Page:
World War II drama pits leading men against each other

World War II drama pits  leading men against each other

While this doesn’t have the emotional gut punch of “Munich,” it’s a solid companion piece for similar subject matter in its factual account about the capture of Adolf Eichmann, the SS officer largely responsible for Hitler’s “Final Solution,” which led to the deaths of over 6 million Jews during WWII.

“Munich” was as much about revenge as it was justice, while this just sticks mostly to the facts and therein lies the problem, it’s just not that dramatic a story. As it goes, a teenaged girl and German refugee, Sylvia Hermann (Haley Lu Richardson) living in Buenos Aires met a young man named Klaus (Joe Alwyn) in a club who stated his last name as “Eichmann,” and said his uncle was a big war hero. Through channels, she and her father, Lothar Hermann (Peter Strauss), were able to reach the Israeli government with this information in the hopes they would pursue it as they were certain the “uncle” he spoke about was indeed, Adolf Eichmann.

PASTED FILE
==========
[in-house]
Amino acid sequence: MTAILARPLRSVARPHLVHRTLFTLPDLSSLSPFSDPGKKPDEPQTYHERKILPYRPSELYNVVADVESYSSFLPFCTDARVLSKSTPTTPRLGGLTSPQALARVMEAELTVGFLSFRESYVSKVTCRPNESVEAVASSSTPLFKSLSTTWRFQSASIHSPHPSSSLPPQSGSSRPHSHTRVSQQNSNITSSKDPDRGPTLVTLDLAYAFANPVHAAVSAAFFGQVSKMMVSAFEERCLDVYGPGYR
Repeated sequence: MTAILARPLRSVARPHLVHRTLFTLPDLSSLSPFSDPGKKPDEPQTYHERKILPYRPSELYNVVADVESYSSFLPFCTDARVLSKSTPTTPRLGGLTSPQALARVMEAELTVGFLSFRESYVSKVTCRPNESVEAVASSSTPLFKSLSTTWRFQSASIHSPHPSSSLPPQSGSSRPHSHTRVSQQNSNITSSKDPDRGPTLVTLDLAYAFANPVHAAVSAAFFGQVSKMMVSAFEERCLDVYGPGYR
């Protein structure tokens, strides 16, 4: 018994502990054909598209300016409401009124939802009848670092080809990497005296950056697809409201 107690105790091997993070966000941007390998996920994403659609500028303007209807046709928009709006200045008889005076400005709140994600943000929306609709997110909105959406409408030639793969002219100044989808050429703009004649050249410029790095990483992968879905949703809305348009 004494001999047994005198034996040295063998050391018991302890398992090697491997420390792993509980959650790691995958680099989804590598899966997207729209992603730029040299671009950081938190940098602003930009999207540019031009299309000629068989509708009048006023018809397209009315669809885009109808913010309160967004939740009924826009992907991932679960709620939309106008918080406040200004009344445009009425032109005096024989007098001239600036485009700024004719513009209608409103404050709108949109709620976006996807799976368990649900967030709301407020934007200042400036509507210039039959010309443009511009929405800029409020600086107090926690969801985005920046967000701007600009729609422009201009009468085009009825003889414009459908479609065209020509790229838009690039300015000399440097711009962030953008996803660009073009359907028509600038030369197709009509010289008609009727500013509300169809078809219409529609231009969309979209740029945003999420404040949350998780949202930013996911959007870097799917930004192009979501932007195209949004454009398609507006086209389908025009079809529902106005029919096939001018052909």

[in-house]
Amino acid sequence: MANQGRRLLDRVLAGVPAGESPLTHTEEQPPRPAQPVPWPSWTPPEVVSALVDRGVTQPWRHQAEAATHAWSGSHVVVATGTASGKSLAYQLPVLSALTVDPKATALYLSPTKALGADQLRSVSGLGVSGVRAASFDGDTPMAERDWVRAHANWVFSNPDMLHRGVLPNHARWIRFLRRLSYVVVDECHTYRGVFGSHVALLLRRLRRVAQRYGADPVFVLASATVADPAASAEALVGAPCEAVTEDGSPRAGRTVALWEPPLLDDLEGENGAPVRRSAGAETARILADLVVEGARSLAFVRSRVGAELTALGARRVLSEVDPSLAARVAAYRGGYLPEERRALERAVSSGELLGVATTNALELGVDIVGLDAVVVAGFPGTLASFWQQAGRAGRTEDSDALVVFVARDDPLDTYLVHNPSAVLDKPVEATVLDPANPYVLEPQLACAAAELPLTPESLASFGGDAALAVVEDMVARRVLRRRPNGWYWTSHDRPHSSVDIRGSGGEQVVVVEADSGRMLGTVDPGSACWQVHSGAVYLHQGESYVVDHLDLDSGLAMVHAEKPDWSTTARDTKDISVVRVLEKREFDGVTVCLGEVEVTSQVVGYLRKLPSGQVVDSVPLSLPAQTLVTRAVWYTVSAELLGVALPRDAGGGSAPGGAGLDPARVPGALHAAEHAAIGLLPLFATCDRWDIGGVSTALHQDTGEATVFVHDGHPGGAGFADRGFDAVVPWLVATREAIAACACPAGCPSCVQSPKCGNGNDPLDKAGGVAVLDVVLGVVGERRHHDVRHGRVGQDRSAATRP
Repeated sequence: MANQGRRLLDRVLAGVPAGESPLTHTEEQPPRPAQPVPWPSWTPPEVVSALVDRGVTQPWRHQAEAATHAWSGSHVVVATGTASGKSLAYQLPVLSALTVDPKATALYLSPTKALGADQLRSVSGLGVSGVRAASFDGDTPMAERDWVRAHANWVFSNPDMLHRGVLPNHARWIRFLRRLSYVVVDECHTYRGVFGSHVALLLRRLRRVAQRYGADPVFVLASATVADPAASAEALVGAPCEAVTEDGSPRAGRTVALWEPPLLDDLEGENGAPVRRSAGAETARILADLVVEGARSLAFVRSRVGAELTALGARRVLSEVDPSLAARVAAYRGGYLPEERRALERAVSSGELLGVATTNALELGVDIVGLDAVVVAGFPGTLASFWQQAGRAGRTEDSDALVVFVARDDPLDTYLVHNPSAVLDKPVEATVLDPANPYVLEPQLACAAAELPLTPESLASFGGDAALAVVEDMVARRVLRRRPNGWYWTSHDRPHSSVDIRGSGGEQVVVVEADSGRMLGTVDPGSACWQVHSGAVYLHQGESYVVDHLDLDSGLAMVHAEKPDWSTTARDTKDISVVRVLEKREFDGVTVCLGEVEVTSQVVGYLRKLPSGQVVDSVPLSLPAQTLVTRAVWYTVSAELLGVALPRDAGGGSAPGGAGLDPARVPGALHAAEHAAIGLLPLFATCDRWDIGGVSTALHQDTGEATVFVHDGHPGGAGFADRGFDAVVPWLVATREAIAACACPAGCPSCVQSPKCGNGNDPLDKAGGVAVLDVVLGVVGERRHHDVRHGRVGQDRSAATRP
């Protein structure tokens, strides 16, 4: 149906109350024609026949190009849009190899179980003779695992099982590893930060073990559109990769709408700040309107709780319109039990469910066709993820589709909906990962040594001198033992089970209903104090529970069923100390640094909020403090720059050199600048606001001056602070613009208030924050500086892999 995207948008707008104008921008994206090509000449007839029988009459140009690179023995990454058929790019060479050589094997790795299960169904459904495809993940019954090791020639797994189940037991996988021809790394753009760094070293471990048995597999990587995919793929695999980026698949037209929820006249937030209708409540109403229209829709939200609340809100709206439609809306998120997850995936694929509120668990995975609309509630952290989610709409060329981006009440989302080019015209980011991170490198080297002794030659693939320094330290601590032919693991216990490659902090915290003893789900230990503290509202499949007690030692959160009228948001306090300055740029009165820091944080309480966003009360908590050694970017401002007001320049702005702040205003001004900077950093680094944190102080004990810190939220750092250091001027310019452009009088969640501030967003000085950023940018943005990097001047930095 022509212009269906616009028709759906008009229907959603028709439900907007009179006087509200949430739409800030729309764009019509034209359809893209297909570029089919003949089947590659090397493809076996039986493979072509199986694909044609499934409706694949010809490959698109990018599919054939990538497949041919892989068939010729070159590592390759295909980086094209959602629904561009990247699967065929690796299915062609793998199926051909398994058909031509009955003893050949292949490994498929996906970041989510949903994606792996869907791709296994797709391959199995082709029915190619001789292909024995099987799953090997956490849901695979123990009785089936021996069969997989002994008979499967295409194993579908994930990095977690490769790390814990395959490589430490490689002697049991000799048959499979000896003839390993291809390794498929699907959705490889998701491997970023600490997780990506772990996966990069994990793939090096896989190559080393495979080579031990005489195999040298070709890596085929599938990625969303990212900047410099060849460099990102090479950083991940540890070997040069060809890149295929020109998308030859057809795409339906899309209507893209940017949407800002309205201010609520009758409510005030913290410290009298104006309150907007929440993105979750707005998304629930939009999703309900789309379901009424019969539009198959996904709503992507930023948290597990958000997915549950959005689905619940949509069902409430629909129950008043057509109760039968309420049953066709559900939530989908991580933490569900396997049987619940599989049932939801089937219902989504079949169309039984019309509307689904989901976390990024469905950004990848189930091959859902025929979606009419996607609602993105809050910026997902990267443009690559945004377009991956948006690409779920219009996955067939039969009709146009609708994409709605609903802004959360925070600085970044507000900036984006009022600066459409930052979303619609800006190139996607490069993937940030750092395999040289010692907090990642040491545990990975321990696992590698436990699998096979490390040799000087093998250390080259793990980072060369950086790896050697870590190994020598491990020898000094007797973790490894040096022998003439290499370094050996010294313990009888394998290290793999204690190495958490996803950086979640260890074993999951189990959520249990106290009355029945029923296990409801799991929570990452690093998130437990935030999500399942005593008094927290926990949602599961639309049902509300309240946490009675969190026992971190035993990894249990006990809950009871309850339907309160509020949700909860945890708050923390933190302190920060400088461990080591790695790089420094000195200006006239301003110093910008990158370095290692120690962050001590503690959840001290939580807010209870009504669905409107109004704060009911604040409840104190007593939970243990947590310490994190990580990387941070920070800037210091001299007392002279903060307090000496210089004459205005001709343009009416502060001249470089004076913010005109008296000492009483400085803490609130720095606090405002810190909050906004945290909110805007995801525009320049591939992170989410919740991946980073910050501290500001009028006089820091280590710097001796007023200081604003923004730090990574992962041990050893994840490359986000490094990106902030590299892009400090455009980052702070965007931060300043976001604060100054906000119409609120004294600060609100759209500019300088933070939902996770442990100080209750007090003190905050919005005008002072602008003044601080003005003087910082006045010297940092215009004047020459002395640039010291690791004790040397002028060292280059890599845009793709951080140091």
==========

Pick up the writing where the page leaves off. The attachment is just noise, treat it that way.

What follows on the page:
The trouble was by the early ‘50s, when this takes place, the Israeli government was less concerned with hunting down Nazi war criminals as it was strengthening its own security. But after lengthy discussion on allowing Eichmann to go unpunished and a blessing from Israeli Prime Minister David Ben-Gurion (Simon Russell Beale), a team is assembled and a plan is made to capture Eichmann and bring him back to Israel to be put on trial to answer for his crimes.

Oscar Isaac plays true Mossad agent Peter Malkin, a member of the team who actually captures Eichmann as he walked home from a bus stop outside of Buenos Aires where he was openly living with his wife and children as Ricardo Klement, a foreman at an auto factory.

The real game begins when...


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